"Encyclopedia Dubuque is the online authority for all things Dubuque, written by the people who know the city best.”
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Affiliated with the Local History Network of the State Historical Society of Iowa, and the Iowa Museum Association.
That was not the case for anyone living in Dubuque in 1812. The New Madrid earthquake of February 7, 1812 had an estimated magnitude of 8.8. When Precambrian rocks snapped several miles below the surface in southeastern Missouri, boats were hurled from the MISSISSIPPI RIVER which flowed backwards for a distance, Reelfoot Lake was formed in Tennessee, and two steep rapids appeared in the river channel. Scientists estimate there is a 90% chance of another earthquake along the New Madrid fault of a magnitude of 6.0 by the year 2040. Estimates of another earthquake occurring comparable to the 1812 event range from 175 to 700 years. (1)
Tremors were felt in eastern Iowa on January 4, 1843. The next occurred in 1858. On April 24, 1867, distinct vibrations detected in Dubuque came from an earthquake centered in Manhattan, Kansas. (2) The tremors caused people in many Dubuque buildings to rush into the STREETS. (3) Plaster fell from walls. Residents of one downtown building later said they believed the walls were sinking due to a defective foundation.
People living on the second and third stories of buildings were especially affected by tremors on October 20, 1870. Lasting several seconds, the earthquakes caused considerable fear, but did little property damage.
Dubuque residents were again shaken on November 15, 1877. Students in the Fifth Ward School clung to their desks in fear. Dishes rattled. The belief, however, was that this quake was not as strong as the one experienced seven years before. On September 19, 1884 all Dubuque was shaken by an earthquake; it was particularly observed in high buildings. (4)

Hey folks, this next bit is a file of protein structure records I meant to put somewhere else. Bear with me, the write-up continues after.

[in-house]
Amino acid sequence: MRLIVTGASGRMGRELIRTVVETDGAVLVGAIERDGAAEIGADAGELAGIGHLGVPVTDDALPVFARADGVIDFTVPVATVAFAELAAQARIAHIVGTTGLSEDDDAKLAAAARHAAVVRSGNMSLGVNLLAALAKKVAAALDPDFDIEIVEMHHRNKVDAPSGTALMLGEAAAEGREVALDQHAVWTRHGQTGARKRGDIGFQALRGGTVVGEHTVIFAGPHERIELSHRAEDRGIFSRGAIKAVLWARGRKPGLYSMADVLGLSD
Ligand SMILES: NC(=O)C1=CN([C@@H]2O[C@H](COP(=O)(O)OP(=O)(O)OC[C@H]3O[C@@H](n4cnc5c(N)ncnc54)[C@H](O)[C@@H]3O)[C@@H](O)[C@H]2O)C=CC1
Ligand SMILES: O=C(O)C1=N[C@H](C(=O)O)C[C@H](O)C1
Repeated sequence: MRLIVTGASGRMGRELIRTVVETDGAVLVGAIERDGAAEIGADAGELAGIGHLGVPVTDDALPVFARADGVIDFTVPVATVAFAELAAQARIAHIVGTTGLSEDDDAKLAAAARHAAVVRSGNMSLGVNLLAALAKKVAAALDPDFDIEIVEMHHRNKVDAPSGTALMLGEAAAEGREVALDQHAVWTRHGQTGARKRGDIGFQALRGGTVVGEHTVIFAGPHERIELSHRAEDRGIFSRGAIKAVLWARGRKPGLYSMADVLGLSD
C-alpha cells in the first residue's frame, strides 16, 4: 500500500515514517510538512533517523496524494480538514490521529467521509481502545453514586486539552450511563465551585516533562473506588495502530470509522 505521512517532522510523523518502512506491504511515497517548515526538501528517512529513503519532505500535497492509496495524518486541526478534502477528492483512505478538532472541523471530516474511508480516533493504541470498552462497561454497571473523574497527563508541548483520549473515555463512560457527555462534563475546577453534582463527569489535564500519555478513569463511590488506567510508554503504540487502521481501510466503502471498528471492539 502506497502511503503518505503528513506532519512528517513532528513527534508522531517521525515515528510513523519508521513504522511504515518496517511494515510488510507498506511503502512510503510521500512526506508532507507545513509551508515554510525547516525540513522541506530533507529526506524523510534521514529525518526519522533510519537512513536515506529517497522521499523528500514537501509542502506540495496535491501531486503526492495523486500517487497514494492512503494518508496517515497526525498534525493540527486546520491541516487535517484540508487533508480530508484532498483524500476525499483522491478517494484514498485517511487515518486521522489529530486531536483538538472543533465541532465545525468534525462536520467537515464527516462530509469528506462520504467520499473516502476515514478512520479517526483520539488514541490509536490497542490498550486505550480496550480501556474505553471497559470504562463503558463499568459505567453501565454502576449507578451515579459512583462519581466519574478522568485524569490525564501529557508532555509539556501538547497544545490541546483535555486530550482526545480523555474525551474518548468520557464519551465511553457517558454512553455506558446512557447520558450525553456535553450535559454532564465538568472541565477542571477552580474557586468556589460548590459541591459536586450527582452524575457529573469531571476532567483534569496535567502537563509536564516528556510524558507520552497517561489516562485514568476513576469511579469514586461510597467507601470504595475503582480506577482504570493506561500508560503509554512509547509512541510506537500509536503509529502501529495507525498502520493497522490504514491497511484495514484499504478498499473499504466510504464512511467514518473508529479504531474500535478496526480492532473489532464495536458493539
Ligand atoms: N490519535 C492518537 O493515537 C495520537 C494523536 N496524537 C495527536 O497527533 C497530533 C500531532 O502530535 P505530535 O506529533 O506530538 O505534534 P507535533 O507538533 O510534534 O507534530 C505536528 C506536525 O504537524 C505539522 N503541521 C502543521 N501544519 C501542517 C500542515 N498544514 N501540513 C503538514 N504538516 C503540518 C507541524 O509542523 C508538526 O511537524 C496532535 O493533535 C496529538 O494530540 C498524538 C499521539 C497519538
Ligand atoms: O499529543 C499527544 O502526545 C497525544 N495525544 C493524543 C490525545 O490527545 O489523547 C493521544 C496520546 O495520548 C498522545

On August 31, 1886 three distinct earthquake shocks of twenty-five seconds' duration were felt. (5) The actual earthquake occurred in Raleigh, North Carolina, but its tremors reached as far as Dubuque and the island of Cuba. (6)
The entire state felt an earthquake on September 26, 1891. Two shocks struck Dubuque. Fortunately little damage was observed. On October 31, 1895, several distinct earthquake shocks of about thirty seconds' duration each occurred here. (7) While it did no structural damage, it did frighten many people. Shortly after 5:00 a.m., A. M. Riglar, the watchman in the SHOT TOWER felt the building sway and made a hasty retreat. (8)
One of the strongest earthquakes to strike Dubuque in the early twentieth century came in 1909. (9) Factories were jarred to the extent that workmen fled outside for safety. Employees in the BANK AND INSURANCE BUILDING claimed the feeling was like a heavy object had been dropped down the elevator shaft to shake the building at its foundation. They too fled to the streets. (10)
Tremors were again felt in Dubuque on January 2, 1912. Residents reported three distinct occurrences with again little property damage reported. People in downtown businesses compared the tremors to those caused by the movement of a heavy wagon on the street. (11)
In 1961 LORAS COLLEGE constructed Iowa's first seismograph station on campus. The station was one of four supplied by St. Louis University to different sites in the Midwest for a study of earthquakes and other seismic waves. (12) In 1964 shock waves from the Good Friday Alaskan earthquake, which struck Alaska at 9:36 p.m., reached the Loras station at 9:43 p.m. The force of the shock waves caused considerable movement in the earth's crust in the Dubuque area for up to fifteen seconds and broke one of the seismographs. (13)
Dubuque's history of earthquakes continued in 1968. On November 9th, tremors were from an earthquake centered in southern Illinois near the Indiana border were felt around the city with little damage done. (14) Workers in AMERICAN TRUST AND SAVINGS BANK and ROSHEK'S DEPARTMENT STORE reported pictures and light fixtures moving.